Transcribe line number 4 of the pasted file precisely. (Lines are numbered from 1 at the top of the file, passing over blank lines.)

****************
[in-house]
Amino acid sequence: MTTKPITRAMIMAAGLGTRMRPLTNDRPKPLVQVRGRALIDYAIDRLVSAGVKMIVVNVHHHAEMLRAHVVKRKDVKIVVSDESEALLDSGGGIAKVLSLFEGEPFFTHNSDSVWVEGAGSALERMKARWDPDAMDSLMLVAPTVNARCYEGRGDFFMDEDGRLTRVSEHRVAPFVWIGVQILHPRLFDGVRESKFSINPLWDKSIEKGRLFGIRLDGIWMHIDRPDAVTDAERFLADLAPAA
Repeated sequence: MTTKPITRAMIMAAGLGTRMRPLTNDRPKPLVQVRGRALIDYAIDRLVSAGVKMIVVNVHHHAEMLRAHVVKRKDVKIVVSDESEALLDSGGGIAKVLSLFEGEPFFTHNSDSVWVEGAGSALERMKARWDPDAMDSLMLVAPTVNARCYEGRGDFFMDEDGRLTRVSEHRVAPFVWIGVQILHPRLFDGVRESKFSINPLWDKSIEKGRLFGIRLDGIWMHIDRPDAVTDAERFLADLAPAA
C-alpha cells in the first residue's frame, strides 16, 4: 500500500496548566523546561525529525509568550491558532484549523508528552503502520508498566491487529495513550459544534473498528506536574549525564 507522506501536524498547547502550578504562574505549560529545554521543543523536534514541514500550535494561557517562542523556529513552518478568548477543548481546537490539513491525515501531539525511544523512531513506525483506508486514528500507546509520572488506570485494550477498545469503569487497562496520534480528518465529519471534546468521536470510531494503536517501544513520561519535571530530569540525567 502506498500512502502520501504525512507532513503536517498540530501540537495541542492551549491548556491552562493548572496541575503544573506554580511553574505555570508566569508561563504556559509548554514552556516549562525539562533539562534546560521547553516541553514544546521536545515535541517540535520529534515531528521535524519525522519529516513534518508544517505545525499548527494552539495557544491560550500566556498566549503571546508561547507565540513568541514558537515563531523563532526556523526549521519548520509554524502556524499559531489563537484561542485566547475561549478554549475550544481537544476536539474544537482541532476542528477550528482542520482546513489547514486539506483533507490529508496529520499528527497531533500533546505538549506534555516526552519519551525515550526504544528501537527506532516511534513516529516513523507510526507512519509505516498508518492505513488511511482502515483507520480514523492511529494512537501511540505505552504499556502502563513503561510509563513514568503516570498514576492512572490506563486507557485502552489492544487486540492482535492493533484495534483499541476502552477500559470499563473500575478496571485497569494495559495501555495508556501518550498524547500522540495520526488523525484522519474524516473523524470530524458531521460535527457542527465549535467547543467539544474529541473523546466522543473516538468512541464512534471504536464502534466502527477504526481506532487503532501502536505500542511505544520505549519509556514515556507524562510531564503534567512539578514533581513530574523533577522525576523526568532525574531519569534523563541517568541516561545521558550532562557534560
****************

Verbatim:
C-alpha cells in the first residue's frame, strides 16, 4: 500500500496548566523546561525529525509568550491558532484549523508528552503502520508498566491487529495513550459544534473498528506536574549525564 507522506501536524498547547502550578504562574505549560529545554521543543523536534514541514500550535494561557517562542523556529513552518478568548477543548481546537490539513491525515501531539525511544523512531513506525483506508486514528500507546509520572488506570485494550477498545469503569487497562496520534480528518465529519471534546468521536470510531494503536517501544513520561519535571530530569540525567 502506498500512502502520501504525512507532513503536517498540530501540537495541542492551549491548556491552562493548572496541575503544573506554580511553574505555570508566569508561563504556559509548554514552556516549562525539562533539562534546560521547553516541553514544546521536545515535541517540535520529534515531528521535524519525522519529516513534518508544517505545525499548527494552539495557544491560550500566556498566549503571546508561547507565540513568541514558537515563531523563532526556523526549521519548520509554524502556524499559531489563537484561542485566547475561549478554549475550544481537544476536539474544537482541532476542528477550528482542520482546513489547514486539506483533507490529508496529520499528527497531533500533546505538549506534555516526552519519551525515550526504544528501537527506532516511534513516529516513523507510526507512519509505516498508518492505513488511511482502515483507520480514523492511529494512537501511540505505552504499556502502563513503561510509563513514568503516570498514576492512572490506563486507557485502552489492544487486540492482535492493533484495534483499541476502552477500559470499563473500575478496571485497569494495559495501555495508556501518550498524547500522540495520526488523525484522519474524516473523524470530524458531521460535527457542527465549535467547543467539544474529541473523546466522543473516538468512541464512534471504536464502534466502527477504526481506532487503532501502536505500542511505544520505549519509556514515556507524562510531564503534567512539578514533581513530574523533577522525576523526568532525574531519569534523563541517568541516561545521558550532562557534560